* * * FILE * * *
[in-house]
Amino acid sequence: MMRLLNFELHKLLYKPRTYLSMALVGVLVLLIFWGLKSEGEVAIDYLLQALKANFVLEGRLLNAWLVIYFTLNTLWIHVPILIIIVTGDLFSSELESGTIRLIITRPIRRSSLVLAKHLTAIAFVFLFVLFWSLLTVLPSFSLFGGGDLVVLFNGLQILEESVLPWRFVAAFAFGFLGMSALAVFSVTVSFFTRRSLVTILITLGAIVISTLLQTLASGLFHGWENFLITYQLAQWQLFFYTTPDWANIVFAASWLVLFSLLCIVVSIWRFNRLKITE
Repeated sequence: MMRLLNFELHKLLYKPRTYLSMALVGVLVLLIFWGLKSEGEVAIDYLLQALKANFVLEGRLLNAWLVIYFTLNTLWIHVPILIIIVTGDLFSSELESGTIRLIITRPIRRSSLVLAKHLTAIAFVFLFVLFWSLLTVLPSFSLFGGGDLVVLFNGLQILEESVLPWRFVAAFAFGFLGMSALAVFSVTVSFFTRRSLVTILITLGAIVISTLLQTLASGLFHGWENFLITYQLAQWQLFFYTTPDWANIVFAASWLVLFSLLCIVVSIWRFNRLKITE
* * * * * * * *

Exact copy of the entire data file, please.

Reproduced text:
[in-house]
Amino acid sequence: MMRLLNFELHKLLYKPRTYLSMALVGVLVLLIFWGLKSEGEVAIDYLLQALKANFVLEGRLLNAWLVIYFTLNTLWIHVPILIIIVTGDLFSSELESGTIRLIITRPIRRSSLVLAKHLTAIAFVFLFVLFWSLLTVLPSFSLFGGGDLVVLFNGLQILEESVLPWRFVAAFAFGFLGMSALAVFSVTVSFFTRRSLVTILITLGAIVISTLLQTLASGLFHGWENFLITYQLAQWQLFFYTTPDWANIVFAASWLVLFSLLCIVVSIWRFNRLKITE
Repeated sequence: MMRLLNFELHKLLYKPRTYLSMALVGVLVLLIFWGLKSEGEVAIDYLLQALKANFVLEGRLLNAWLVIYFTLNTLWIHVPILIIIVTGDLFSSELESGTIRLIITRPIRRSSLVLAKHLTAIAFVFLFVLFWSLLTVLPSFSLFGGGDLVVLFNGLQILEESVLPWRFVAAFAFGFLGMSALAVFSVTVSFFTRRSLVTILITLGAIVISTLLQTLASGLFHGWENFLITYQLAQWQLFFYTTPDWANIVFAASWLVLFSLLCIVVSIWRFNRLKITE